Assembly member Latoya Joyner (D-Bronx)  said the change “is going to...

Assembly member Latoya Joyner (D-Bronx)  said the change “is going to help workers stay afloat.” Credit: Sipa USA via AP/Lev Radin

 Minimum weekly pay for New Yorkers who receive workers' compensation benefits will increase under a new state law  set to go into effect next year.

Under the Workers' Compensation Benefit Modernization Act, signed into law by Gov. Kathy Hochul earlier this month, recipients on the lowest end of the wage scale will see weekly minimum benefits increase from $150 to $275 on Jan. 1, and then increase again to $325 in 2025.

Starting in 2026, the weekly minimum will be pegged to one-fifth of the state's average weekly wage. The current weekly average is $1,718.15, according to the state Labor Department.

Under the workers' compensation insurance program, New Yorkers who are unable to work due to workplace injuries can, depending on factors such as their weekly wages and the severity of their disability, receive up to two-thirds of the state's weekly average wage, which adds up to $1,145.43 at the current rate.

That benefit maximum has been indexed to the weekly average wage since 2007, rising as wages have gone up.  But the payout at the bottom end of the scale had been static, set at $150 a week since 2013.   The new law means the minimum payout will rise with the weekly average wage as well.    

One hundred fifty dollars “is not enough to support anybody,” said State Assemb. Latoya Joyner (D-Bronx), chair of the Assembly’s Labor Committee.

“This is keeping it on par with the maximum benefit so that as it goes up, the minimum would do the same,” said Joyner, lead sponsor on the legislation. “It’s going to help workers stay afloat.”

Joyner said the number of workers who might benefit from the  change is relatively small, approximately 11,000 statewide. New Yorkers in that group earn so little that an increase in the minimum would have a direct impact on their workers' comp payouts in the event of a workplace accident, she said. 

Clarissa Rodriguez, chair of the state Workers' Compensation Board, said the...

Clarissa Rodriguez, chair of the state Workers' Compensation Board, said the measure adds to New York's "robust protections" for workers.  Credit: New York State Workers' Compensa

The legislation “is right in line with the governor’s commitment to making New York the most worker-friendly state in the nation," added Clarissa Rodriguez, chair of the state Workers' Compensation Board. "These types of robust protections go a long way toward helping our fellow New Yorkers as they heal and return to work."

Jonathan Klee, an attorney who represents employees in compensation cases, agreed. “This legislation affects the lowest of wage earners who really need these benefits in order to survive,” said Klee, managing partner at Klee Woolf Goldman & Filpi LLP in Mineola.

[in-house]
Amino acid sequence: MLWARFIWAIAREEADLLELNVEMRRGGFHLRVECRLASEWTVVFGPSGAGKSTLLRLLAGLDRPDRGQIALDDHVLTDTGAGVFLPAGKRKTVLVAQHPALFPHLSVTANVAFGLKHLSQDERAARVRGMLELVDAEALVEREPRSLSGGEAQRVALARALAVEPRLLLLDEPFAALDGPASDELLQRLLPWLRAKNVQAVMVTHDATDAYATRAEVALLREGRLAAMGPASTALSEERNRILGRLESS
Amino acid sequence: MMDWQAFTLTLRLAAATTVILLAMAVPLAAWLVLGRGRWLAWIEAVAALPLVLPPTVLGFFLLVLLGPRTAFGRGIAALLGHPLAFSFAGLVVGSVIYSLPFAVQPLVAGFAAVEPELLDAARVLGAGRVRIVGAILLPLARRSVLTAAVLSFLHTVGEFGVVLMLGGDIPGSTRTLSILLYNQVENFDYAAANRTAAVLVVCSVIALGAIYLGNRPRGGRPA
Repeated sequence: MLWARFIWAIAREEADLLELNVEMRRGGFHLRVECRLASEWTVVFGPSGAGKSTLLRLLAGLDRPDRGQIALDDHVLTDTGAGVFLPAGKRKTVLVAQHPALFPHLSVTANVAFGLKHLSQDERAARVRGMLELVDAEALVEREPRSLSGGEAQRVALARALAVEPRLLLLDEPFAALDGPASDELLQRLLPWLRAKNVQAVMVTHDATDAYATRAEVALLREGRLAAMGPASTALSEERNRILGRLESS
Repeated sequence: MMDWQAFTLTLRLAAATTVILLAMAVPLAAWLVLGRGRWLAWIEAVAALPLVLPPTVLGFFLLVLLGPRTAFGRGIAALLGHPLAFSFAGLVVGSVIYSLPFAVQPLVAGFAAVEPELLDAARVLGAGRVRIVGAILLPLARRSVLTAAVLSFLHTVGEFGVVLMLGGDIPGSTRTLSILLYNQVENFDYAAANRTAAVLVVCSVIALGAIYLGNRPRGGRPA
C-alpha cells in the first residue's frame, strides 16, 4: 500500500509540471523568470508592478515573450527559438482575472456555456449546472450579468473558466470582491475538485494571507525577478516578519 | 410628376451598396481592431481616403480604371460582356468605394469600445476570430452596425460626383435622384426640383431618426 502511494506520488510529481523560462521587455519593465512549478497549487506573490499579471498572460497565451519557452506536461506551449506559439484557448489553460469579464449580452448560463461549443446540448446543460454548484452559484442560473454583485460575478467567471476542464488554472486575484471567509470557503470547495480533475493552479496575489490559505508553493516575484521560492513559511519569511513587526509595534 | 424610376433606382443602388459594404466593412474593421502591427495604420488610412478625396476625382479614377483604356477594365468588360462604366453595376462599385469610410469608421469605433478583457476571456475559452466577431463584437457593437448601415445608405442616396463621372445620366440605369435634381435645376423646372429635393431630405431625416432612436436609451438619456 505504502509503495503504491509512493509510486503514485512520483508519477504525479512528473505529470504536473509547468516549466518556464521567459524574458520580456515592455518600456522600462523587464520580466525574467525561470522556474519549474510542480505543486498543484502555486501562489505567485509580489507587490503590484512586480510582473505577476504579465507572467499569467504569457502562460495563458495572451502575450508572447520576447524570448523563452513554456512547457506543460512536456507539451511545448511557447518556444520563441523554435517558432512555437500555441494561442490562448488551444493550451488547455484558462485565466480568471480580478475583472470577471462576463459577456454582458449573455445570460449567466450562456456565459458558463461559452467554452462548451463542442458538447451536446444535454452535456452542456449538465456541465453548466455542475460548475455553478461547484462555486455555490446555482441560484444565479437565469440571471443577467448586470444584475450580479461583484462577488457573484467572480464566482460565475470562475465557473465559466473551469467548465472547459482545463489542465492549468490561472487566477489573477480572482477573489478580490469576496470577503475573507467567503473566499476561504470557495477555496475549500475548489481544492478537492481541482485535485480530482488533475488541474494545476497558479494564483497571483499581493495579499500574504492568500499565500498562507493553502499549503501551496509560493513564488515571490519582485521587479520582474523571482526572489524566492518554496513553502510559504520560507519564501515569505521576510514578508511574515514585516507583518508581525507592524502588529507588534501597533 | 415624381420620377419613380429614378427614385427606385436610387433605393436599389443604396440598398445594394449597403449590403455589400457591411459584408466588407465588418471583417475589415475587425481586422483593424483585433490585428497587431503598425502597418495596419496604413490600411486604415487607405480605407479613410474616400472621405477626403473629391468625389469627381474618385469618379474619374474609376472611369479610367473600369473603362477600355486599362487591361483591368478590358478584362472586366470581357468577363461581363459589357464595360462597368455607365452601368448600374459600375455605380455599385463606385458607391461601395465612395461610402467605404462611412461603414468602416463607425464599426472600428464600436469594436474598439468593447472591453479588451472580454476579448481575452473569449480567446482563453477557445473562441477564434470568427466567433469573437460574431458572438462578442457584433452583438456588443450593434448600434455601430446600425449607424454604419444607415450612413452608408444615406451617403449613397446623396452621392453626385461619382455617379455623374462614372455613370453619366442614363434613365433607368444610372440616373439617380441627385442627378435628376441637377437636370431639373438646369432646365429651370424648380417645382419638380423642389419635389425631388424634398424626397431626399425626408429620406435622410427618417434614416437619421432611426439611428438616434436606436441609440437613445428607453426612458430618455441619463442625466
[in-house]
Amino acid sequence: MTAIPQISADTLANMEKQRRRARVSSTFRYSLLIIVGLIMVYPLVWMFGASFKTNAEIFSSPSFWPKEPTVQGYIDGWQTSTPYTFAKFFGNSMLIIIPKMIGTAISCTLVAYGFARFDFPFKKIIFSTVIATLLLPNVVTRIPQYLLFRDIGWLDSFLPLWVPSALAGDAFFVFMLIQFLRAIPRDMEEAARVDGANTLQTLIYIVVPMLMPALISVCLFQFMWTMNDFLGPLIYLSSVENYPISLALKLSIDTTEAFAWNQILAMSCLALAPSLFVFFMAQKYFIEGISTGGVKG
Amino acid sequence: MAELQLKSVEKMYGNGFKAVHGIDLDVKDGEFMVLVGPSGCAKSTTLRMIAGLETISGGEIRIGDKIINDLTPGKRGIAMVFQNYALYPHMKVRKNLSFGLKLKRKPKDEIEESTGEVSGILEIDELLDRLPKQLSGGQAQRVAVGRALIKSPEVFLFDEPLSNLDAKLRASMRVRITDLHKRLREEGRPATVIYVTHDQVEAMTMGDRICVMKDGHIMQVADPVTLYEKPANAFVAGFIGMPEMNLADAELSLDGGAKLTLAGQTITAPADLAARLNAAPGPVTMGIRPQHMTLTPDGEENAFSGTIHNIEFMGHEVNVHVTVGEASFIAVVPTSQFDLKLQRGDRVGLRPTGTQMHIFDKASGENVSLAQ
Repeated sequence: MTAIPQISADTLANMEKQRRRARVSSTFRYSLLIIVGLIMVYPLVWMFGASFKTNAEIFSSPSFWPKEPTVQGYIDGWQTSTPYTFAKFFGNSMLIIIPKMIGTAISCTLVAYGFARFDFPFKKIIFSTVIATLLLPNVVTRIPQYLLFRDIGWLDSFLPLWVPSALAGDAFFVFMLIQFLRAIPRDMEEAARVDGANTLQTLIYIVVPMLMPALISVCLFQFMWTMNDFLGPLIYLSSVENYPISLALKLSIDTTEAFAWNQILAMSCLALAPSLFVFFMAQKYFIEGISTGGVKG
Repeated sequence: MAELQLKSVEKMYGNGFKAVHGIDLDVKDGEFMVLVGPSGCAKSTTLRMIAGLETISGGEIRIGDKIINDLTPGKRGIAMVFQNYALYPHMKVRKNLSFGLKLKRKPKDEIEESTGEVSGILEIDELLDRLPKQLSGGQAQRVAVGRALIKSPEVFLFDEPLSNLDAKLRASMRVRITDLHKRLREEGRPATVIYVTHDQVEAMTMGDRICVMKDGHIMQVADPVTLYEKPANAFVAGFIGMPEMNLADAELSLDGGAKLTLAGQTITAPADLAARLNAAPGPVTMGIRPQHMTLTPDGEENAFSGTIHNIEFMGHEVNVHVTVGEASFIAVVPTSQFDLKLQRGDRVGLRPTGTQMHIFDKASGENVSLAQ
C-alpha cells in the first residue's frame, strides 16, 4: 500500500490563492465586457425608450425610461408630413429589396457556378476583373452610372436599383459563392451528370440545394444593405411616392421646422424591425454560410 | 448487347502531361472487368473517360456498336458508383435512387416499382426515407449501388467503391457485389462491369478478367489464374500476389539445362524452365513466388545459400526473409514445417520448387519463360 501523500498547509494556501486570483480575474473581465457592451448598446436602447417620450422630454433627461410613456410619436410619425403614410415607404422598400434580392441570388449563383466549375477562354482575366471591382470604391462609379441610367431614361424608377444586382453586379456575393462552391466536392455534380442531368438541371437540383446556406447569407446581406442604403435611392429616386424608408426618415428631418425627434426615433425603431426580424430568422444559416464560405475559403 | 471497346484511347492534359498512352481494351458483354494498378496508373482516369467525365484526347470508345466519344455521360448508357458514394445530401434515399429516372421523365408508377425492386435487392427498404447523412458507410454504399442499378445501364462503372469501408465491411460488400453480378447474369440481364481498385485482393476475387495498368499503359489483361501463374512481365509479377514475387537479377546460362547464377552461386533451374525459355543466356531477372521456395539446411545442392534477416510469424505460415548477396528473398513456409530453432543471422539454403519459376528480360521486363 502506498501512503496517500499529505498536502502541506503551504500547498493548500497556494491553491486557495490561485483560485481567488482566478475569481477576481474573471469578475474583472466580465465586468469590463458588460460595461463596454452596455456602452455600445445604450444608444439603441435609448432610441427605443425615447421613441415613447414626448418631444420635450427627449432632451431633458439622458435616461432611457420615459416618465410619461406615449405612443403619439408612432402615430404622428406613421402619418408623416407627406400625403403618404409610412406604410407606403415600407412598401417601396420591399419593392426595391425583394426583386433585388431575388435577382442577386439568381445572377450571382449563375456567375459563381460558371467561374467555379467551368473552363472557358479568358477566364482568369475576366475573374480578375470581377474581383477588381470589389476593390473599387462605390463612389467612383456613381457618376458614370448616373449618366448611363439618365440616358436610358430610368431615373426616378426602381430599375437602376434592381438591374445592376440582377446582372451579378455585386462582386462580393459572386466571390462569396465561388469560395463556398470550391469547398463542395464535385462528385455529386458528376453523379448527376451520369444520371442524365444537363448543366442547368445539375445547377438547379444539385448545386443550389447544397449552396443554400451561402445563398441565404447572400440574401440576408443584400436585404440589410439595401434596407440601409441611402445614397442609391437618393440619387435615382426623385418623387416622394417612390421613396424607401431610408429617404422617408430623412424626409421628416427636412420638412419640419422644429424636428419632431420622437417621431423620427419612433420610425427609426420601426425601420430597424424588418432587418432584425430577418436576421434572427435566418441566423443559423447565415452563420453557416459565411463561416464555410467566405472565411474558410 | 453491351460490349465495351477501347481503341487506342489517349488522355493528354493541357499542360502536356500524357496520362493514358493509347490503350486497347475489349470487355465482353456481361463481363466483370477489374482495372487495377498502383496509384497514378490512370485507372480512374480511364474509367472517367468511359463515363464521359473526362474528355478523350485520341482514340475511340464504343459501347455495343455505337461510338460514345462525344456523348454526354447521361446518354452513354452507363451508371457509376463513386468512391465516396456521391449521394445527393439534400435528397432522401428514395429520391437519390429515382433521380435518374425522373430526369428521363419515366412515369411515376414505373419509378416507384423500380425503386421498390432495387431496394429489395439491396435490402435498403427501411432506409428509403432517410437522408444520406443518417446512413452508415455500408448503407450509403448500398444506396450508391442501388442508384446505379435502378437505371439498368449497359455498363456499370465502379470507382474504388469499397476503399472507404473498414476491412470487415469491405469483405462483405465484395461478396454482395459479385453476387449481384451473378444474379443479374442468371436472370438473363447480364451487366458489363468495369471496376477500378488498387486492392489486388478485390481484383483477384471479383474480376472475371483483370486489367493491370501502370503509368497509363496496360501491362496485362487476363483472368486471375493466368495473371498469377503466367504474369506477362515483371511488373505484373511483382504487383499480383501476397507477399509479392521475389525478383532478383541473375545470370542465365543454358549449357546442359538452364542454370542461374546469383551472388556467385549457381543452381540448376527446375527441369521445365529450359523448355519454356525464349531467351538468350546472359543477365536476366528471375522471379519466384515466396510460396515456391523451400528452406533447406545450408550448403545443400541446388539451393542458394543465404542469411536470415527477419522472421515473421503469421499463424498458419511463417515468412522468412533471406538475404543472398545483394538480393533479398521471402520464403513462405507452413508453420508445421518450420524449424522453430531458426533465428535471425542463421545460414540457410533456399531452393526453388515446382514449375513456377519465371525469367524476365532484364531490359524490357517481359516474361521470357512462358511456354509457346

But business owners said the increases could push costs up as the premiums they are required to pay to fund the insurance program rise. 

Insurance premiums are determined by a variety of regulations and factors, including the relative risk or hazardous nature of a job. 

“Anything that is going to add benefits is going to add premiums in one of the most restrictive and highest-cost workers' comp areas in the country,” said Scott Maskin, founder of SUNation Energy, an installer of residential solar panels.

Maskin, whose business faces higher insurance premiums due to the potential hazards of rooftop solar installation, said he understands the state's need to address cost-of-living issues, but is worried what this might mean for his company's insurance payments. 

“I appreciate the governor’s position, but businesses are already struggling,” he said.

A Newsday analysis shows the number of referees and umpires has declined 25.2% in Nassau and 18.1% in Suffolk since 2011-12. Officials and administrators say the main reason is spectator behavior. NewsdayTV's Carissa Kellman reports. Credit: Newsday Staff

'Why am I giving up my Friday night to listen to this?' A Newsday analysis shows the number of referees and umpires has declined 25.2% in Nassau and 18.1% in Suffolk since 2011-12. Officials and administrators say the main reason is spectator behavior. NewsdayTV's Carissa Kellman reports.

A Newsday analysis shows the number of referees and umpires has declined 25.2% in Nassau and 18.1% in Suffolk since 2011-12. Officials and administrators say the main reason is spectator behavior. NewsdayTV's Carissa Kellman reports. Credit: Newsday Staff

'Why am I giving up my Friday night to listen to this?' A Newsday analysis shows the number of referees and umpires has declined 25.2% in Nassau and 18.1% in Suffolk since 2011-12. Officials and administrators say the main reason is spectator behavior. NewsdayTV's Carissa Kellman reports.

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